The Canadian stock market continued to be choppy with lack of any new fundamental catalyst, as markets in the United States closed early on Black Friday. The S&P/TSX Composite Index rose by 40 points, or 0.2%, in the last session to settle at 20,384. While the index ended the day at its highest level in months with the help of strength in utilities, healthcare, and real estate sectors, a selloff in mining stocks due mainly to falling metals prices limited the benchmark’s overall gains. With this, the TSX Composite inched up by 2% in the week ended on November 25, taking its month-to-date gains to 4.9%.
Top TSX movers and active stocks
Shares of Lithium Americas (TSX:LAC) fell by 9.8% on Friday to settle at $32.45 per share — its lowest closing level in over a month. This sharp selloff in LAC stock came amid investors’ growing concerns that slowing global economic growth prospects could hurt the lithium demand in the coming months and take prices lower. It’s important to note that the profitability of miners like Lithium Americas is linked to lithium prices. On a year-to-date basis, Lithium Americas’s share prices now trade with about 12% losses.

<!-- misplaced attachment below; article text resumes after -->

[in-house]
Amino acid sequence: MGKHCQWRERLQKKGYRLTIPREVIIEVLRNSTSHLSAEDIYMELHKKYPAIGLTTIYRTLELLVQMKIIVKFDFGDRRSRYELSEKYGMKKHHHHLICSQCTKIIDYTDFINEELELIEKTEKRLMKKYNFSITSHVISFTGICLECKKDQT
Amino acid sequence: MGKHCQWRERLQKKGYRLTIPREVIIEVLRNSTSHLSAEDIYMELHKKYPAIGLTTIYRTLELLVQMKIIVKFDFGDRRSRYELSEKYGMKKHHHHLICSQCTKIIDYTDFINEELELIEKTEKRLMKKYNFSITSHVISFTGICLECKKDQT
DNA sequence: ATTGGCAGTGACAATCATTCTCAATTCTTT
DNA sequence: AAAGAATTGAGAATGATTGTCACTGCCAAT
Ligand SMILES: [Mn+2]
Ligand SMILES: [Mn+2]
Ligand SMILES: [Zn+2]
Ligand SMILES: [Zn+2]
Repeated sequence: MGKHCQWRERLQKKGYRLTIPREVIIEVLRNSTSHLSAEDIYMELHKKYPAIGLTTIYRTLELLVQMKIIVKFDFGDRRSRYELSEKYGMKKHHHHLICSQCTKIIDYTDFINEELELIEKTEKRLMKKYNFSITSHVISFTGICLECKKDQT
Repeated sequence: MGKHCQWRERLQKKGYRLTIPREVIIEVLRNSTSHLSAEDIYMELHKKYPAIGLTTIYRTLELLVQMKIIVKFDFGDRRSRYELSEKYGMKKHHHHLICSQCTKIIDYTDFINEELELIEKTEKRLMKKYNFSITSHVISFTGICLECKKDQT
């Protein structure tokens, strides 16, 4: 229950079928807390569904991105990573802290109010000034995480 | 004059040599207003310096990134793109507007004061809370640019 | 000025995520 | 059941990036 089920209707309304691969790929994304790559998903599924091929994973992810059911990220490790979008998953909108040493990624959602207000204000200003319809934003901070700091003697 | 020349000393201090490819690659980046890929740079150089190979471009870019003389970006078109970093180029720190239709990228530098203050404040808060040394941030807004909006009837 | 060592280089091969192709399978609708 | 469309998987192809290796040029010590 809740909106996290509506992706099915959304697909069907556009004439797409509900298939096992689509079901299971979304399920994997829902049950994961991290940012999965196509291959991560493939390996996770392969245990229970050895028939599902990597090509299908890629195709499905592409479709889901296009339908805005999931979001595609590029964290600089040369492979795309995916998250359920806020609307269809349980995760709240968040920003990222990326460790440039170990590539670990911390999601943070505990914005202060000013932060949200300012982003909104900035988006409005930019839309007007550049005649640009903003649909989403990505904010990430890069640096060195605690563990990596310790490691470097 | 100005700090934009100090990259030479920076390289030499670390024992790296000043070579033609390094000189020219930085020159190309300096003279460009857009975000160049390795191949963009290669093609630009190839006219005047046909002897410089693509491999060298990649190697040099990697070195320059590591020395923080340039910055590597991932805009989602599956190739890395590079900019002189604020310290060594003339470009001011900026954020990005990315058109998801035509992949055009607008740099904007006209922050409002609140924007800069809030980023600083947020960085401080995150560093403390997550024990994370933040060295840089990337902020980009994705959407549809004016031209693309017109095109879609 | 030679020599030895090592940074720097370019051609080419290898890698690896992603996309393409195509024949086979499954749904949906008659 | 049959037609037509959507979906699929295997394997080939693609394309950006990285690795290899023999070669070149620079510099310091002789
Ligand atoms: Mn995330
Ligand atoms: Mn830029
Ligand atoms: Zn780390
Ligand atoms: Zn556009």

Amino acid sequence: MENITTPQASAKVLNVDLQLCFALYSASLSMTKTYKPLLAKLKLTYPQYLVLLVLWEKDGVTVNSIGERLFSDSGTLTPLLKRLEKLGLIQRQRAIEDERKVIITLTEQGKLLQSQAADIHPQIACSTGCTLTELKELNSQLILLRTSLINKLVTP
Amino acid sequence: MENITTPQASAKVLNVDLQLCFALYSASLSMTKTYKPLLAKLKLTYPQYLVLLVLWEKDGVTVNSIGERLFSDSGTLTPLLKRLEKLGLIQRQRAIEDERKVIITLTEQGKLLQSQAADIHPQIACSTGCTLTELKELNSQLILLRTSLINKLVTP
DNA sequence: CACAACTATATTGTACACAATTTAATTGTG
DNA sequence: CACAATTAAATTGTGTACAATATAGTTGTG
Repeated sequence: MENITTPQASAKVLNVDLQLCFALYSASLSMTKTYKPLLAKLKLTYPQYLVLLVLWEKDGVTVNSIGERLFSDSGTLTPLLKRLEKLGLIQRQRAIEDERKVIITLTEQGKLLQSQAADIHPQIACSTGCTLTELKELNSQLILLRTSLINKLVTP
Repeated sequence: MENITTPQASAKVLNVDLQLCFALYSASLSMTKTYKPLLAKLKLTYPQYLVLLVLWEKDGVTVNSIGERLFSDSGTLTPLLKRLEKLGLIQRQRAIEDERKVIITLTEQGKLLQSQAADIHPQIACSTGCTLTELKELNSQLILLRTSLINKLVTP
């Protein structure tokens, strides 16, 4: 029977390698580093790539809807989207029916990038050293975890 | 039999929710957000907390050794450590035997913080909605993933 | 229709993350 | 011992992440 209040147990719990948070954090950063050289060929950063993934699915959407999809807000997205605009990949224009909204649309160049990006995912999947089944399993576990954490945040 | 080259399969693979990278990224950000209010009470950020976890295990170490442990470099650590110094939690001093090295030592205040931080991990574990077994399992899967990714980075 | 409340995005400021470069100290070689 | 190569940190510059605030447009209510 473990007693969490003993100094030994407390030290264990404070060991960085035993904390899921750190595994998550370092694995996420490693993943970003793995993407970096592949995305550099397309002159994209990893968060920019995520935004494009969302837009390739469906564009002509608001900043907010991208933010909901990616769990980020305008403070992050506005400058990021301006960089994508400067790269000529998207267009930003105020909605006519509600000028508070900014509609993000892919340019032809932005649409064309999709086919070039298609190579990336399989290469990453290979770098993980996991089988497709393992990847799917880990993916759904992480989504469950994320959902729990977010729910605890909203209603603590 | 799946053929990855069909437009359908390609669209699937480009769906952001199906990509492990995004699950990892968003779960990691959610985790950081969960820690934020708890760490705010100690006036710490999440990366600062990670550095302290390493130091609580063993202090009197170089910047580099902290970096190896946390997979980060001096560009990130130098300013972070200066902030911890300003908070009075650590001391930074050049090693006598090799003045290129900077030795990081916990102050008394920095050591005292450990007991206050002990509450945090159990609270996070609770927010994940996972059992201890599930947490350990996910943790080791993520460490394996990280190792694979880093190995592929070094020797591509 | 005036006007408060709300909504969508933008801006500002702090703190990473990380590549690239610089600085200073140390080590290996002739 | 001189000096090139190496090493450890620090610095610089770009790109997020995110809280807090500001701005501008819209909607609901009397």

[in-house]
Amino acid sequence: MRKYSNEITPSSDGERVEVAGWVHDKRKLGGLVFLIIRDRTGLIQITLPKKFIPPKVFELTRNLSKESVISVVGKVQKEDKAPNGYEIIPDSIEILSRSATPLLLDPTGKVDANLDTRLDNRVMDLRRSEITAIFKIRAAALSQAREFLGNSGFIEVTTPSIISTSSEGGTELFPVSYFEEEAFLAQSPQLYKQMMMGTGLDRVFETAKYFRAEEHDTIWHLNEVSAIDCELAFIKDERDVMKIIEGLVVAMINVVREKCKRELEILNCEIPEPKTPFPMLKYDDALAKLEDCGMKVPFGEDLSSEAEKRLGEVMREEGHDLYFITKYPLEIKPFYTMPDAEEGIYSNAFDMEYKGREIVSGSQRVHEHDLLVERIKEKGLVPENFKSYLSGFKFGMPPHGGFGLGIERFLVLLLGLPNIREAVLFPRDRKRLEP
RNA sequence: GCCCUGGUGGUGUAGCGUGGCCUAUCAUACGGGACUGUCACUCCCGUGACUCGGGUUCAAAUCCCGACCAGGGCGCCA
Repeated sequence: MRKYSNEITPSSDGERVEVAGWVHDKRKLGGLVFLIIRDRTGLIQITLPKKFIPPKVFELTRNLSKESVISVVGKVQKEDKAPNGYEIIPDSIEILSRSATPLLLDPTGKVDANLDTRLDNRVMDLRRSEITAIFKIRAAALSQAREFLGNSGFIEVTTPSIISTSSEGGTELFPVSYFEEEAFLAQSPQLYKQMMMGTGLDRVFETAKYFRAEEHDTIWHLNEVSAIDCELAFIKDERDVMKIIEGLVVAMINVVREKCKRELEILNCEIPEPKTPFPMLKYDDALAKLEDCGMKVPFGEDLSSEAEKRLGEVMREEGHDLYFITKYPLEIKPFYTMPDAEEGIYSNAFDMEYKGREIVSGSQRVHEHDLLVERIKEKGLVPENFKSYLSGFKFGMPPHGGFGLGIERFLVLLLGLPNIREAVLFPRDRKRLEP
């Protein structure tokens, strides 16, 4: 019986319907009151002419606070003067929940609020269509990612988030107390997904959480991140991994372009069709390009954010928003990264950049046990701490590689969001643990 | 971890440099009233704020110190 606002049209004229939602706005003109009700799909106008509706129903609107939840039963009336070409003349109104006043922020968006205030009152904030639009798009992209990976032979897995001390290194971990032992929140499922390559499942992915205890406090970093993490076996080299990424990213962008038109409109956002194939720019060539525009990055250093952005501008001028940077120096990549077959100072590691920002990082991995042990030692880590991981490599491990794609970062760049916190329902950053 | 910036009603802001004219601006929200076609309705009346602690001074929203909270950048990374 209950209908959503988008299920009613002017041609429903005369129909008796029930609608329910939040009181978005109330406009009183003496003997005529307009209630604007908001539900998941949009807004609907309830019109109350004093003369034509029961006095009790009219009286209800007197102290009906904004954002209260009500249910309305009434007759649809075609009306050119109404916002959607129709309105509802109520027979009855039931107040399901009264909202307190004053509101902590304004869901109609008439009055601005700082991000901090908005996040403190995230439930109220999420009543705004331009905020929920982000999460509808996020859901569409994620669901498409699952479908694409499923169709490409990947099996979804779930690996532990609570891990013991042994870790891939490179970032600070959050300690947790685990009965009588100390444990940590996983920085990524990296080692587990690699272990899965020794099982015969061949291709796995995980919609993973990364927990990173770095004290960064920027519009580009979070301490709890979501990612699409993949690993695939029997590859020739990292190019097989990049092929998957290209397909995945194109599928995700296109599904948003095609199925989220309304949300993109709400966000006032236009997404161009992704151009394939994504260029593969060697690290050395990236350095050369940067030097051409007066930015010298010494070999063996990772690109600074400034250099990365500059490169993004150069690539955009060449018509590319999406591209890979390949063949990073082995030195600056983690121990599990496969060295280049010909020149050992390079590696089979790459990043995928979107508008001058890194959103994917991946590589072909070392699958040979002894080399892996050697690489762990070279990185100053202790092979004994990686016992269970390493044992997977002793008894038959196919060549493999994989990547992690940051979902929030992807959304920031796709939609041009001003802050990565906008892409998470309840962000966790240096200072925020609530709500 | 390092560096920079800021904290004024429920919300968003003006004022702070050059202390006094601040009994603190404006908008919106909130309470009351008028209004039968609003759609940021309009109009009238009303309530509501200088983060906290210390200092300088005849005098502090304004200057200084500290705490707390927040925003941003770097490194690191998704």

Wesdome Gold Mines, K92 Mining, and ECN Capital were also among the worst-performing TSX stocks in the last session, as they fell by at least 3.4% each.
On the flip side, shares of Transcontinental, Primo Water, Dream Industrial REIT, Emera, and Parkland rose by at least 2% each, making them the top performers for the day.
Based on their daily trade volume, Suncor Energy, Enbridge, Manulife Financial, Barrick Gold, and Kinross Gold were the most active stocks on the Toronto Stock Exchange.
Early Monday morning, crude oil prices tanked to their lowest level in 2022, as Chinese demand concerns continued to take a toll on investors’ sentiments. At 6:00 a.m. ET, West Texas Intermediate crude oil futures prices were trading at US$73.80 a barrel with nearly 3.5% losses for the day. On the flip side, gold prices were inching up this morning. Notably, the energy sector makes up a much higher portion of the TSX Composite benchmark compared to the metal mining sector. Given that, the main TSX index could fall sharply at the open today with expected big losses in energy stocks.
While no major economic releases are pending today, investors may want to remain cautious ahead of the Canadian monthly gross domestic product and U.S. consumer confidence numbers due on Tuesday.